Wellington Yee Kwan, a World War II veteran and resident of the Veterans Home of California-West Los Angeles, received the Congressional Gold Medal on April 18 during a private ceremony at the Home.
Kwan, who is 98, can be counted among the 20,000 Chinese American World War II veterans eligible to receive the medal for their service to their country.
Due to COVID-19 concerns, Kwan was honored in a presentation that was recorded to confirm his receipt of the medal. The recording will be included in a virtual ceremony scheduled for Memorial Day (May 31, 2021), honoring Kwan and other living Chinese American World War II veterans residing in Southern California.
Kwan enlisted in the U.S. Army in January 1943. He served in the Signal Corps in China and rose through the ranks to staff sergeant. When the war ended, he went on to Engineering Officer Candidate School and received his commission as a 2nd Lieutenant, joining the 65th Combat Engineer Division in Japan.
Kwan and his four brothers all served — ranging from World War II, to the Korean War, to the Vietnam War. He left the Army in October 1947, and followed brothers David and Hiram into law practices.
The recognition comes far too late for most. President Trump signed the legislation for the medal into law in December 2018. Surviving veterans must register to receive the medals. Family members of those who are deceased can do the same for posthumous recognition.
About 78,000 people of Chinese ancestry lived among the U.S. mainland’s population in 1940, according to the U.S. Census of that year. About 29,000 more lived in Hawaii, which did not become a state until April 1959. By the time Japan formally surrendered to end World War II in September 1945, all branches of the U.S. military combined included more than 13,000 Chinese Americans in active duty, part of the estimated 20,000 who served during the course of the war. They served loyally and honorably a nation that had otherwise treated them horribly and violently, from the passage of the Chinese Exclusion Act in 1882 until its repeal in 1943.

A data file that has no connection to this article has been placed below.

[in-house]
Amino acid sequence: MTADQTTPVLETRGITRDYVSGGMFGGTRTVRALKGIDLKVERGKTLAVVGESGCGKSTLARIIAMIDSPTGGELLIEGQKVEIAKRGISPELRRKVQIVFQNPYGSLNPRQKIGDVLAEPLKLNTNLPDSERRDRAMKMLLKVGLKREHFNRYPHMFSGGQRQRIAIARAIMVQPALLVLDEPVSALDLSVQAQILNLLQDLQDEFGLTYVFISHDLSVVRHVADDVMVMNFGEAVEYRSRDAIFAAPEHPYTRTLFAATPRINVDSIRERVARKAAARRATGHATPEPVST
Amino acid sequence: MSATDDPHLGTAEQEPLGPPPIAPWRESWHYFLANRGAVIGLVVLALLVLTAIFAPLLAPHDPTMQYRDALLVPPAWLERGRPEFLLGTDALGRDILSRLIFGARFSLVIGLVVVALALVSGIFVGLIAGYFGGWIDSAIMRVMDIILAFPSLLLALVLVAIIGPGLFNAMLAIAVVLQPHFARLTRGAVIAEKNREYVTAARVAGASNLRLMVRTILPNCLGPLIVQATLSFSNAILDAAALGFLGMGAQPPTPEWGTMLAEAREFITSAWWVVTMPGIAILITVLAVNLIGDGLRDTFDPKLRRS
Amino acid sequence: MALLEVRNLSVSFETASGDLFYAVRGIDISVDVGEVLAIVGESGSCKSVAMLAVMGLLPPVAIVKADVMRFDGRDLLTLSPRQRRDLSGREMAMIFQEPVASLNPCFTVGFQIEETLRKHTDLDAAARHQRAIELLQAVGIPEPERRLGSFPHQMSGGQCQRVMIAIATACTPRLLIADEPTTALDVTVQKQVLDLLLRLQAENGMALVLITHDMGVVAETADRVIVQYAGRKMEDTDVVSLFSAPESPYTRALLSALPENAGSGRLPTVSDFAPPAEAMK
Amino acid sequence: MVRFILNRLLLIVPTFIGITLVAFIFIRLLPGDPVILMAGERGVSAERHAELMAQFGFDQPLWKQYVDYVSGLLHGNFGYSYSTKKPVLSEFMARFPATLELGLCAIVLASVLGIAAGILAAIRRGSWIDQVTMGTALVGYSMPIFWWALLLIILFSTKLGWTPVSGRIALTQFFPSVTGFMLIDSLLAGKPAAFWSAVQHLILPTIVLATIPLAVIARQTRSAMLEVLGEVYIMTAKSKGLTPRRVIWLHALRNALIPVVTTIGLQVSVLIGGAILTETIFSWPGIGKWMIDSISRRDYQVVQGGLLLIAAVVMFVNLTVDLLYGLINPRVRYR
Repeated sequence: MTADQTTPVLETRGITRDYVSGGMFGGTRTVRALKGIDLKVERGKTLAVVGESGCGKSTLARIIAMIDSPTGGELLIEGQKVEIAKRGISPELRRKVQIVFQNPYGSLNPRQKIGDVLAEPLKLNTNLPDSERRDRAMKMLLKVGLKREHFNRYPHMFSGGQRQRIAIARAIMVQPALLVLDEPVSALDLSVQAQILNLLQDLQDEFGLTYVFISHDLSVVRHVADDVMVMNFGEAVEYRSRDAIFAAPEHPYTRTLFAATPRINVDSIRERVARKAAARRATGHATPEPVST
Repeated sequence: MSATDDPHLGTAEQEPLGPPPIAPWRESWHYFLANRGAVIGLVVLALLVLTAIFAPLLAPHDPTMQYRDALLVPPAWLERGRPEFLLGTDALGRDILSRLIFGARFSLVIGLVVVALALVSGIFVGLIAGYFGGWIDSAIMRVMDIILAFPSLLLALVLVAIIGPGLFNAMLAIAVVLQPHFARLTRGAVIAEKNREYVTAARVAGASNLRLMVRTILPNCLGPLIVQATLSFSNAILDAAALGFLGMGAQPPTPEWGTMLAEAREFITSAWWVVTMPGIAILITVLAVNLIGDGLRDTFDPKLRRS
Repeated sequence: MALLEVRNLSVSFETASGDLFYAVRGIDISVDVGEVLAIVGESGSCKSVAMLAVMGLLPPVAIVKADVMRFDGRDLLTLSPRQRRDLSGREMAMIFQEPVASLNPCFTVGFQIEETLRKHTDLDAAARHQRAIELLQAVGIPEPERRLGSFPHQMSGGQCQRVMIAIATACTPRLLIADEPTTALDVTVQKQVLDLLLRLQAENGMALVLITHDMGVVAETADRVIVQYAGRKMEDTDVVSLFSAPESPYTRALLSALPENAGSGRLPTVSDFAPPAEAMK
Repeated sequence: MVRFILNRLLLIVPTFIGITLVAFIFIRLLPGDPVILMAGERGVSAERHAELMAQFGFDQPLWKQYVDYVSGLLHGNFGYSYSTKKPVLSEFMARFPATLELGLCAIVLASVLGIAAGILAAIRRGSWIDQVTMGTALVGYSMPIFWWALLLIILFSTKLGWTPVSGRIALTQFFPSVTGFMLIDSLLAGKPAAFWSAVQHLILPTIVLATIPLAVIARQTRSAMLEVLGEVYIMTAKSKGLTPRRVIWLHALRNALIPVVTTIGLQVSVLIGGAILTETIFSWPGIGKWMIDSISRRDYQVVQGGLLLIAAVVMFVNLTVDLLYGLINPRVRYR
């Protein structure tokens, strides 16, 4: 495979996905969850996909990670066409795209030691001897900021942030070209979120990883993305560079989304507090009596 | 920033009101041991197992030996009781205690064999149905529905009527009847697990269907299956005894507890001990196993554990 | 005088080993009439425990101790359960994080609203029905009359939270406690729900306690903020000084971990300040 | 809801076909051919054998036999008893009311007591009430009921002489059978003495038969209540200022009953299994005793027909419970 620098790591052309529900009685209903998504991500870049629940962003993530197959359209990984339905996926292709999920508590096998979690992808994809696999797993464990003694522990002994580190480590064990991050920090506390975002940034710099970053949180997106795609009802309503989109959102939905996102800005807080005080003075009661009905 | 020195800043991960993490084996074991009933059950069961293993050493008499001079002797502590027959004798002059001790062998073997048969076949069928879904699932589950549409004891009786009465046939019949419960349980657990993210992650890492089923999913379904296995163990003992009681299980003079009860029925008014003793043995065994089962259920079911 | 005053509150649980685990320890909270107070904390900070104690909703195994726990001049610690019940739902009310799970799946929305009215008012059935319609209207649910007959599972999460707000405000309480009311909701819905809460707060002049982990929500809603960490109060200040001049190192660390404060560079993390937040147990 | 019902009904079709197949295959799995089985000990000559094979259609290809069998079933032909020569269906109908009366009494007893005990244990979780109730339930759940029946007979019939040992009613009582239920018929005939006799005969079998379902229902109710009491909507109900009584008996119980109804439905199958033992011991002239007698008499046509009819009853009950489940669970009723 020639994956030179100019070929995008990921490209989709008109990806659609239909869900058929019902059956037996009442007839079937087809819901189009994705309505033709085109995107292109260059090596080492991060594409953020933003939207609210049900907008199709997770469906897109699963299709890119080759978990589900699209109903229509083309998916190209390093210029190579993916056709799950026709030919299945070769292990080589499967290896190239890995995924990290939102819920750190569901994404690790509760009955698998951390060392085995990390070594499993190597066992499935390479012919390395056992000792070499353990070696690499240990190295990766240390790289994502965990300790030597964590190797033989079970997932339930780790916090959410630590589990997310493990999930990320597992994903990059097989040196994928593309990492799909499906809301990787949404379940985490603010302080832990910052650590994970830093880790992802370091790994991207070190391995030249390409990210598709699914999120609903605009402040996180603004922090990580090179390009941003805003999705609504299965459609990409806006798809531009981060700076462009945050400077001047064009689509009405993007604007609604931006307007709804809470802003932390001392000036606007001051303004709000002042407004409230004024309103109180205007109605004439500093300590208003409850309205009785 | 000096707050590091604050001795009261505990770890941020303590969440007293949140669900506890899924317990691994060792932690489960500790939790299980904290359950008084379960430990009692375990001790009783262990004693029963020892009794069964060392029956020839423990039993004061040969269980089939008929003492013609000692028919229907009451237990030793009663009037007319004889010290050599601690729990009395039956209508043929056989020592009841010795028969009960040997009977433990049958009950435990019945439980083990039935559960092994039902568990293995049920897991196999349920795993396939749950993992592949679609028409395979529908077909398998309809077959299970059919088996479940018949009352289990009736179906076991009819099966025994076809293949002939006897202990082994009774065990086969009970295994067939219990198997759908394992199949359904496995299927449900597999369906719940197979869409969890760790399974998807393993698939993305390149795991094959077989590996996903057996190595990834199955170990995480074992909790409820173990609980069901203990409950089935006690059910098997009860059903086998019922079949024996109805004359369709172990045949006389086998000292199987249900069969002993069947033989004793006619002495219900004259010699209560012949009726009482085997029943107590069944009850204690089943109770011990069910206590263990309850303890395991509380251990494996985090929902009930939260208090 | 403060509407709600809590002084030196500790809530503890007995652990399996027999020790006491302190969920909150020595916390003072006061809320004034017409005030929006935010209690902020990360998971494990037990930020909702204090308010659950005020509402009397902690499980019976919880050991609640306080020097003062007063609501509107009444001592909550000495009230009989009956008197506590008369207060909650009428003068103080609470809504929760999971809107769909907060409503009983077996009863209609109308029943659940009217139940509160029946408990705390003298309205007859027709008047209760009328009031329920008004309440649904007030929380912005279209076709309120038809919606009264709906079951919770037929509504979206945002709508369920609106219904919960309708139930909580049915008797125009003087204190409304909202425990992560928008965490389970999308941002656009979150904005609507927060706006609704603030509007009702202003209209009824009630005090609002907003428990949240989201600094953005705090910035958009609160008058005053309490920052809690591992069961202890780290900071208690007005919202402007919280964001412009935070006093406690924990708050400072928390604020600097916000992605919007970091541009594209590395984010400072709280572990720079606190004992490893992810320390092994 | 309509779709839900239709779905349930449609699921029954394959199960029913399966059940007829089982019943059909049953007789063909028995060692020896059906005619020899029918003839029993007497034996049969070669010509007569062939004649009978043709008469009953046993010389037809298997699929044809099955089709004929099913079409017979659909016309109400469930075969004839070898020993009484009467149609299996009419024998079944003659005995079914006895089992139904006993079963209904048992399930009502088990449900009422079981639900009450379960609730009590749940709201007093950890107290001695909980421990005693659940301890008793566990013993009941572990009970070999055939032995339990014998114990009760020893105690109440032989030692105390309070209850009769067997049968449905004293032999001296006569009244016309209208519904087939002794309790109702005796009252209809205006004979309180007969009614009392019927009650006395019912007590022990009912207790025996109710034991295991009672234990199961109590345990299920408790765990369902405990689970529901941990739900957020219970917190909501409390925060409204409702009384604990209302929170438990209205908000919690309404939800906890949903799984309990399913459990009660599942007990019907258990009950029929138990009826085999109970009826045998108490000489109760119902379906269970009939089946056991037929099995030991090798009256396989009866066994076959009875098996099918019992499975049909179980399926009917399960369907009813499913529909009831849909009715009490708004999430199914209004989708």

As many as 8,000 of those 20,000 veterans were Californians, Ed Gor of the nonprofit Chinese American World War II Veterans Recognition Project told CalVet Connect in May 2020.
The campaign to honor them began in earnest in 1998 with the publication of the book “Duty and Honor: A Tribute to Chinese American World War II Veterans of Southern California.” It is co-authored by Marjorie Lee and Suellen Cheng and produced by the Chinese Historical Society of Southern California.
The Chinese American World War II Veterans Recognition Project became, and remains, the point of registration for the Congressional Gold Medal for these veterans and their families. About 3,000 veterans have received approval thus far, Gor said.
Organizers hoped a ceremony at the U.S. Department of Veterans Affairs in January 2019 would generate publicity and thus, more applications for the award. But the coronavirus COVID-19 pandemic forced postponement or cancellations of other planned events. The campaign continues, however, and the reopening of CalVet’s West Los Angeles home enabled Kwan to receive his medal.
To register and keep up to date on award presentation schedules, visit CAWW2.org.